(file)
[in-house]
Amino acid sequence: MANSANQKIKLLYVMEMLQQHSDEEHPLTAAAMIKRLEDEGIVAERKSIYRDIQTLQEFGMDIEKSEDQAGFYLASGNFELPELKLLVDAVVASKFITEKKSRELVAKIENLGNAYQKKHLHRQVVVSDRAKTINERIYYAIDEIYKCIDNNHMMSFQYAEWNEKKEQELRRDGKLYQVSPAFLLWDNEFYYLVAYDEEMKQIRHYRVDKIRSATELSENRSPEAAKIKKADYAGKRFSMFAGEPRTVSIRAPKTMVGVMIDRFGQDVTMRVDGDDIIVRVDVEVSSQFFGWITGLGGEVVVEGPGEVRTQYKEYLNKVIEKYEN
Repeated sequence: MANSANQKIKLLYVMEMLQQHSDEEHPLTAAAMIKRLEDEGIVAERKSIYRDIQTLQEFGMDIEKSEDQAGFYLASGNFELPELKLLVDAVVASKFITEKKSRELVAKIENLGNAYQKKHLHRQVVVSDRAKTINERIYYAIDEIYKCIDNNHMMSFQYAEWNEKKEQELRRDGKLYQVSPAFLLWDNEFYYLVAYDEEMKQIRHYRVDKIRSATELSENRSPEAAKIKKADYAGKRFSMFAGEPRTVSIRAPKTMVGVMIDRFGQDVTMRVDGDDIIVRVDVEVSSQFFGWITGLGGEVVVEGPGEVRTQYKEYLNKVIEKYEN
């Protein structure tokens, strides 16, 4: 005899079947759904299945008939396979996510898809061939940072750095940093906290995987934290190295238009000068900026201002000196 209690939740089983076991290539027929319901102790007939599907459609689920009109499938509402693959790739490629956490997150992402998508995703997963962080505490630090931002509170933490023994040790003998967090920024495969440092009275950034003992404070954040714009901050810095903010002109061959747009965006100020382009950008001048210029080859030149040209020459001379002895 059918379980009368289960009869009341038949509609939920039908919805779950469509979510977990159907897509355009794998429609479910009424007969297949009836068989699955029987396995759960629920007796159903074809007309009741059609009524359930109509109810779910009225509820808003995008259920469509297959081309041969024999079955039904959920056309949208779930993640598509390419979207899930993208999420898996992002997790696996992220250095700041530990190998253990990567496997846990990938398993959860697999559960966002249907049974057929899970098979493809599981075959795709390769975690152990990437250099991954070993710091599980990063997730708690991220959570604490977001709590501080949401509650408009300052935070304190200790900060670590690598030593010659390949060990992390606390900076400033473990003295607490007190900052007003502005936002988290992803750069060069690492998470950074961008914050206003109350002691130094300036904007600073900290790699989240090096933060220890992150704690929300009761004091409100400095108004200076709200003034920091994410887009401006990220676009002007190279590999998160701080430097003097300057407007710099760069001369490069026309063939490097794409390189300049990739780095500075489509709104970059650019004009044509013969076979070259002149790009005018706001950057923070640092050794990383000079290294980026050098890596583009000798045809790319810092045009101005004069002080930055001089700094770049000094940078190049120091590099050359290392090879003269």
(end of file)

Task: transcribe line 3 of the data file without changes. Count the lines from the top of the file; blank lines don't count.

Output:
Repeated sequence: MANSANQKIKLLYVMEMLQQHSDEEHPLTAAAMIKRLEDEGIVAERKSIYRDIQTLQEFGMDIEKSEDQAGFYLASGNFELPELKLLVDAVVASKFITEKKSRELVAKIENLGNAYQKKHLHRQVVVSDRAKTINERIYYAIDEIYKCIDNNHMMSFQYAEWNEKKEQELRRDGKLYQVSPAFLLWDNEFYYLVAYDEEMKQIRHYRVDKIRSATELSENRSPEAAKIKKADYAGKRFSMFAGEPRTVSIRAPKTMVGVMIDRFGQDVTMRVDGDDIIVRVDVEVSSQFFGWITGLGGEVVVEGPGEVRTQYKEYLNKVIEKYEN